CELLspace – 10: War in Iraq – 3

The spring equinox passed Monday, reaching the beginning of year 4 for the Iraq morass as well as year 11 for CELLspace.

Three years ago, I co-produced the Funky Puppet Supper at CELLspace. At that time, CELL had just been shut down by the SFPD and the collective scrambled for ways to keep the space open. We couldn’t allow more than 49 people in the space and went about 7 months with no events. Jonathan Youtt and others started the Mission Village Market, hoping to bring in the rent money. Mia Rovegno and others produced a series of “Save the Cell” events in other venues. Zoe Garvin and others furiously wrote grants. Even our landlord gave us a few months break on rent to help out.

CELLspace was not shut down in a vacuum. After the gentrification fights, and during the organizing against the coming War on Iraq, a newly-appointed SFPD Mission Police Captain, with ties to the Feds, began to clamp down on illegal spaces in the Mission. Spanganga shut down over electrical issues. Xeno got shut down a few times. In other parts of the City, bars were fighting new, richer neighbors who hated the noise and rabble. Venerated places like Tosca in North Beach had to spend thousands on soundproofing. 1015 Folsom was cathing hell on many fronts.

During this time, my main contribution came via CELLspace’s 7th birthday benefit. Along with Stephen Bass, Nathan Holquin, and others, we co-produced the Third Funky Puppet Supper as a birthday benefit for Cell. With the bombing of Baghdad looming, along with a major act of civil disobedience in San Francisco’s Financial District, we wrote a story about a dictator who hadn’t dealt with his childhood anger around not becoming an artist. So he invaded CELLspace, shut it down, revoked our artistic licenses, and his buffoon goons wouldn’t allow anyone to be creative. The puppets struck back and overthrew the Little Dictator, so all was good at the end. The hero, an active member of the CELLspace collective, got his girl and continued the fight.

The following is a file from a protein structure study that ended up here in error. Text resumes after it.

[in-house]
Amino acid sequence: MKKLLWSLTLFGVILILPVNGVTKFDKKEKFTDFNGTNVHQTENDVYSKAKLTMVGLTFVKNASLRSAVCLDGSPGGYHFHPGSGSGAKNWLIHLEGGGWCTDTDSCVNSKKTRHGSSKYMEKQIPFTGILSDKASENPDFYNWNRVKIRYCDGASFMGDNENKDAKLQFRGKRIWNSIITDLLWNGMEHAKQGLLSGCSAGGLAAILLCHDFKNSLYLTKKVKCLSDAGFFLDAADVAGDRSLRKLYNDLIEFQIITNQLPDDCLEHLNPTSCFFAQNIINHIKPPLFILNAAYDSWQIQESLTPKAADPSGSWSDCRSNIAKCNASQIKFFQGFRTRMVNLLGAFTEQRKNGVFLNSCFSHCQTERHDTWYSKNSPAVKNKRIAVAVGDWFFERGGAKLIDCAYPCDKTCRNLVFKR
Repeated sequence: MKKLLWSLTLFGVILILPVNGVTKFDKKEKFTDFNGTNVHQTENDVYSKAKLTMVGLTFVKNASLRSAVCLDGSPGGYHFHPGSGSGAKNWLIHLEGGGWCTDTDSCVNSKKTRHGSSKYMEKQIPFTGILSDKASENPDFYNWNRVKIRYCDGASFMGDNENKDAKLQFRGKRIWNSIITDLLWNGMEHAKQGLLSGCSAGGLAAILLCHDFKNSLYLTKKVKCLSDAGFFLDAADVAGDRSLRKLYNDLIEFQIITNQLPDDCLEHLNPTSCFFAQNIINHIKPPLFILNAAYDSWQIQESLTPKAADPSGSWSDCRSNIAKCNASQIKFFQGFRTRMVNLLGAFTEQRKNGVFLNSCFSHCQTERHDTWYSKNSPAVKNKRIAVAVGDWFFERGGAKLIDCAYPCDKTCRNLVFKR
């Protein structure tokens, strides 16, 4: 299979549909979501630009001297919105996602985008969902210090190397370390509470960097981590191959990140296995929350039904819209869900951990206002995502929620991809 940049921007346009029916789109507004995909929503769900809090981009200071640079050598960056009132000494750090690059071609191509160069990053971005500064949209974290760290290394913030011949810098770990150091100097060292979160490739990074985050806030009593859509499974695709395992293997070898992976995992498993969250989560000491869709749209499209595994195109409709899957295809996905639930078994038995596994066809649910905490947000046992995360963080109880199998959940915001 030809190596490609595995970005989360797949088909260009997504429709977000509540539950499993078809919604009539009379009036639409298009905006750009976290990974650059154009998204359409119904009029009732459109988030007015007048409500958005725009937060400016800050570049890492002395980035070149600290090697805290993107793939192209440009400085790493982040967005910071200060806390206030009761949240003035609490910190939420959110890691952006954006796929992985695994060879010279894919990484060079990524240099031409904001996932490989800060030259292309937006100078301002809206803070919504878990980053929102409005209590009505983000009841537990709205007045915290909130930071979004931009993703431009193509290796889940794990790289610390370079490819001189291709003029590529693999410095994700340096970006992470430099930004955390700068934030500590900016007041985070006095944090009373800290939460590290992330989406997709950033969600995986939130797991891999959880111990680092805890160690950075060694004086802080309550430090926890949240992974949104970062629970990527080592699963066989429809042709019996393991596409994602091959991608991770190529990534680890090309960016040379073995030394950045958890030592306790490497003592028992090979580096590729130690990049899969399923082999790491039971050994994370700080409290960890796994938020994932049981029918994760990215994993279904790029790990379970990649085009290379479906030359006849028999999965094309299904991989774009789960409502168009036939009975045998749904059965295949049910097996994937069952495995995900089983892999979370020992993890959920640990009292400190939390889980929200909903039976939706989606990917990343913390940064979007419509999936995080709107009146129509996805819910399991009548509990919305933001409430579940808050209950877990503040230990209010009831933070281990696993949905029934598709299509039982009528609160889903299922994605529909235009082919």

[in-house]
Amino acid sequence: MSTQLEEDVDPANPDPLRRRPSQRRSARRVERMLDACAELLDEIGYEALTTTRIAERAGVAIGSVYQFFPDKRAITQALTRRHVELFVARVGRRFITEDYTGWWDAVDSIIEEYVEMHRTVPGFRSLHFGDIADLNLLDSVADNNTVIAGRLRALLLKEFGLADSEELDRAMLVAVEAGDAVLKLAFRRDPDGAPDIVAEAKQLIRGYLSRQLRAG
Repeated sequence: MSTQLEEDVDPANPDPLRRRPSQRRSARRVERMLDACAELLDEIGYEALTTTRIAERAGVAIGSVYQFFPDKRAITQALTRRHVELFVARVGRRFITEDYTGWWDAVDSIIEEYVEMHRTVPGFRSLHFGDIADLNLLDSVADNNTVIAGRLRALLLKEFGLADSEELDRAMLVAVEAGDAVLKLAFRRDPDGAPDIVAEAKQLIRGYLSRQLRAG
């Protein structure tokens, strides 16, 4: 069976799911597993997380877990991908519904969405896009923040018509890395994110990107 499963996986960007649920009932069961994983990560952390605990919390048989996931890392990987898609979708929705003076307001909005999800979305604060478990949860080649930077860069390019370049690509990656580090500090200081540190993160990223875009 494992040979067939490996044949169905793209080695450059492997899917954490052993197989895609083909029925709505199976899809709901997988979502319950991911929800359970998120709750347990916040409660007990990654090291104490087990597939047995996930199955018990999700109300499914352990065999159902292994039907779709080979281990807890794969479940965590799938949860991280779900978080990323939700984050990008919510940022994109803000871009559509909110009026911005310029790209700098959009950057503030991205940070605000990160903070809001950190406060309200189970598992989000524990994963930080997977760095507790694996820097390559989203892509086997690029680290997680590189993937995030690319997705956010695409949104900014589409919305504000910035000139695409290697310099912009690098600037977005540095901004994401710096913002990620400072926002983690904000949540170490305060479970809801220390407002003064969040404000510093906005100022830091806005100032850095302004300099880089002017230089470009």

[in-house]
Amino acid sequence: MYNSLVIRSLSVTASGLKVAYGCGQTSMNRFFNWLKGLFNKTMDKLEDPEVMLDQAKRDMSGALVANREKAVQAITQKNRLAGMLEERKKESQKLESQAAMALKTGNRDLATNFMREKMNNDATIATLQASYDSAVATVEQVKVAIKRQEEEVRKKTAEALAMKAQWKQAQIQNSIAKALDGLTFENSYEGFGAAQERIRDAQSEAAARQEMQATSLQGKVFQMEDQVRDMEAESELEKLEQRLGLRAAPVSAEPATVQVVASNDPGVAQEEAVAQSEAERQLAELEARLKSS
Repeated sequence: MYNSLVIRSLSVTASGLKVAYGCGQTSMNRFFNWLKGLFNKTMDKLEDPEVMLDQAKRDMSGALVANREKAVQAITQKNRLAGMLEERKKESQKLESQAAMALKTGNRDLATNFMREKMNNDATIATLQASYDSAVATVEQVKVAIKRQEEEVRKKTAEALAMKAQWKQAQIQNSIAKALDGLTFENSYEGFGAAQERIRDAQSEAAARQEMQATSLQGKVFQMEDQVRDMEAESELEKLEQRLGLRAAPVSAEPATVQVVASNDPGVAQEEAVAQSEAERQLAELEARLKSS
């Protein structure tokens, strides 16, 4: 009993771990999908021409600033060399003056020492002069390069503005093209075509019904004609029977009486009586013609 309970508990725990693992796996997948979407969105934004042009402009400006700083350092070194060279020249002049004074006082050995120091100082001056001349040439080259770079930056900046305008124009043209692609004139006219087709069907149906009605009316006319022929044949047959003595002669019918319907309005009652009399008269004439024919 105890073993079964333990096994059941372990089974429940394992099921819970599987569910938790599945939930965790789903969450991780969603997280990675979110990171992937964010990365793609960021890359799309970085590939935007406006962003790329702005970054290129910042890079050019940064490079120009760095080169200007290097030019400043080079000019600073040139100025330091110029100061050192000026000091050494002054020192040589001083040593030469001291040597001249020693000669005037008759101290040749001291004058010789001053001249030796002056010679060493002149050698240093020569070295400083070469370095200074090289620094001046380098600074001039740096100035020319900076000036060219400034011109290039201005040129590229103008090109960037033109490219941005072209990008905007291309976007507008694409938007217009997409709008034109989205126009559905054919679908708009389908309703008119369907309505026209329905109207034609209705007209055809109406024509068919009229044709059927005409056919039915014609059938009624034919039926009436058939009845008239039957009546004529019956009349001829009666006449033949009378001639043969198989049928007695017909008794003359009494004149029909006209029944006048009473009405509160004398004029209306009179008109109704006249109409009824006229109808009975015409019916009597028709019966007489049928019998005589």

Our pay-what-you-can preview was set for March 20, 2003. I had bronchitis, was running a fever, but still doing many production tasks. The night before, the U.S. Air Force bombed Baghdad in its “Shock and Awe” campaign. Word was already out that there would be major disruption of normalcy the day after the bombs dropped, so that meant that the day of our preview was the day of civil disobedience against Bush’s war. Sick, I biked downtown with Mia and a few others around 7 AM. We didn’t have a plan and ended up parting ways once we got down there. Alone, I wandered to various actions, watched pissed off commuters scream at protesters and ran into friends and comrades.

I hooked up with a group of bikers and disrupted traffic at the exits off of Highway 101. CHP motorcyclists hazed us, driving through our group at high speeds. Masked militant protestors would hop off their bikes and push dumpsters into the streets. Having to run a Puppet Supper errand, I split off and headed up to the Culinary Institute to give money to the Puppet Supper’s chef. I found protests elsewhere, but headed home early to rest for that night’s show.

As soon as I got home, I turned on the TV and saw the horrible local news coverage of the protests. What I had personally seen didn’t jibe with what they were reporting. The reporters began to mention arrests, and my phone started ringing. Kirsten, a CELLspace caretaker, had just been hit several times by a SFPD baton and was surrounded by cops. She was delirious and scared, calling the first person on her cell’s recent call list. I told her to get the hell out of there, and she did with the help of a few masked militants who gave her a foot up over a fence.